How to Determine Cultural Fit BEFORE Deciding to Interview
There are a million different things running through every hiring manager’s mind while they flip through applications during their search for new blood: “Where did they work before? How long were they there? What results did they achieve? How do they dress?”
But my question is this: how much time are they spending on cultural fit?
And furthermore, how do they view cultural fit as a hiring criteria… if at all?
Despite being listed as a hackneyed buzzword and with its importance mostly trumpeted in so-called “echo chambers,” I think culture might just be the most important element of any organization.
There, I said it. Culture is king.
Especially when you’re trying to build a team and identify potential candidates worthy of joining the fray. Cultural fit is an essential element of the hiring process, and it needs to be a part of your search from the start.
Here are a few strategies that you can use to see if your candidate fits your culture BEFORE you even pick up a phone and schedule your first interview:
Find out who they really are.
Wait. Isn’t that what we read resumes for?
Let’s face it: other than sitting in a room and having a conversation with someone, one of the best ways to get to know them is through their social media profiles. Twitter, Facebook, Instagram, LinkedIn… the list goes on. Each one contains their likes, their hopes, their random musings, their day-to-days… oh, and maybe the not-so-good as well. These can be a great resource to consult when you’re trying to decide whether or not someone may fit your organization. Do they participate in similar activities or have comparable interests as your colleagues? Have they been to any of the same places as you? What kind of music do they listen to, or which sports teams do they cheer for? Remember: be fair and objective! Just because someone likes to enjoy a cold beverage at the bar with their friends doesn’t mean they aren’t worth a meeting. You’re looking for alignment and commonality – not a reason to pass.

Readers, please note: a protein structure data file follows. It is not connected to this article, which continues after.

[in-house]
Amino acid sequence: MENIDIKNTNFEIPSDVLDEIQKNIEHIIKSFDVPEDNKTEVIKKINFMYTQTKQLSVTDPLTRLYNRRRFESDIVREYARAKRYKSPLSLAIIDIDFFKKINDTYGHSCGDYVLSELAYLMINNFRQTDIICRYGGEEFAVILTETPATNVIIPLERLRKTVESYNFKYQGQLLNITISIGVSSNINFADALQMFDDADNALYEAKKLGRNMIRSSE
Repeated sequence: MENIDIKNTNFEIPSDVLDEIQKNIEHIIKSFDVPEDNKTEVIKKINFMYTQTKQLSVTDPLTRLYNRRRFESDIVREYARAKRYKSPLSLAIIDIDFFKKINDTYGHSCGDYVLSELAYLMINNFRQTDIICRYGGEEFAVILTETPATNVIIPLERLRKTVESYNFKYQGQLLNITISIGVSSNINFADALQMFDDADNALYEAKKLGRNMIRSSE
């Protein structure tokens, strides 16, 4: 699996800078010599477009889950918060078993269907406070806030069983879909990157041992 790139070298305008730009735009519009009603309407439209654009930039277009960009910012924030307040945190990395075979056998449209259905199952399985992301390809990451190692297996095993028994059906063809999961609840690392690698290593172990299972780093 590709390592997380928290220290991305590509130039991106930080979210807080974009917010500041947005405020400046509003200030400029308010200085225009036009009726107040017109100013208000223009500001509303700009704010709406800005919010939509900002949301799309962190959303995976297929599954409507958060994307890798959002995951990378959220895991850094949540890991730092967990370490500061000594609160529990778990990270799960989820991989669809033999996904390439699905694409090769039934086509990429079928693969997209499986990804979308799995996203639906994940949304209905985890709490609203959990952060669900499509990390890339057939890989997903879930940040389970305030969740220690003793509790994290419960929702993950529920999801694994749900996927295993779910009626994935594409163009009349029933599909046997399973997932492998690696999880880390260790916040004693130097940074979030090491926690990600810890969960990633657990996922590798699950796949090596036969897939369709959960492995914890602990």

Where are they coming from and where are they going?
Ah, now herein lies the value and power of the resume. Don’t kid yourself – it’s critical to understand a potential candidate’s employment history as well as their professional objectives.
For instance: what if someone in your pile is currently employed with one of your competitors? Or what if someone’s previous experience is completely relevant, on-point with where you’re heading as an organization? There’s a skill to screening resumes though. Don’t follow what everyone else is doing: you need to spend more than the 5-7 seconds. You owe it to yourself to invest longer than that. Obviously you can’t provide each candidate’s resume and supporting documentation a thorough and lengthy review. Thanks to tracking systems and fair game postings, there are simply too many. However, you have to make an effort to connect a candidate’s past and future with your present.
Are you speaking the same language?
Okay, so not literally… diversity and multiculturalism aren’t negotiable in 2015, and nor should they be. I’m talking on a more figurative level: does the candidate you’re considering use the same key terms that you and your organization are focused on right now? Is there a correlation between the responsibilities the incumbent will need to fulfill and the candidate’s previous achievements?
Being on the same page before you even sit down to discuss the position up for grabs is a huge advantage for recruiters. It shows that the candidate won’t require training wheels – they’ll be ready to make an immediate impact upon joining the organization. Having a firm understanding of the lingo your industry uses, the messages you’re trying to spread as a company, and being able to converse on the same level can become a deciding factor during the selection process.
What do your colleagues think?
Sometimes, it’s helpful to take a step back and ask others for their opinions. Especially when the others in this case may be working just as closely with your candidate as you will.
Fresh perspectives can also lead to a shared understanding of how a potential newcomer can contribute to the overall business. After all, it isn’t just one single department or team that will be affected by his or her presence. Maybe your colleagues will pick up on something you haven’t? Or could it be that you’re so focused on a positive aspect of the candidate’s qualifications, that you’re missing out on a negative? These are all possibilities that must be considered. I tend to believe that asking your coworkers for their opinions also builds credibility between the two of you as well. Cultural fit should be everyone’s priority – so make sure you create an environment where that type of collaborative effort is possible.
Share your thoughts on cultural fit and how you think it contributes to an organization’s overall performance. Can you think of any other ways that you could determine a great cultural fit prior to scheduling an interview? Feel free to discuss in the Comments section below!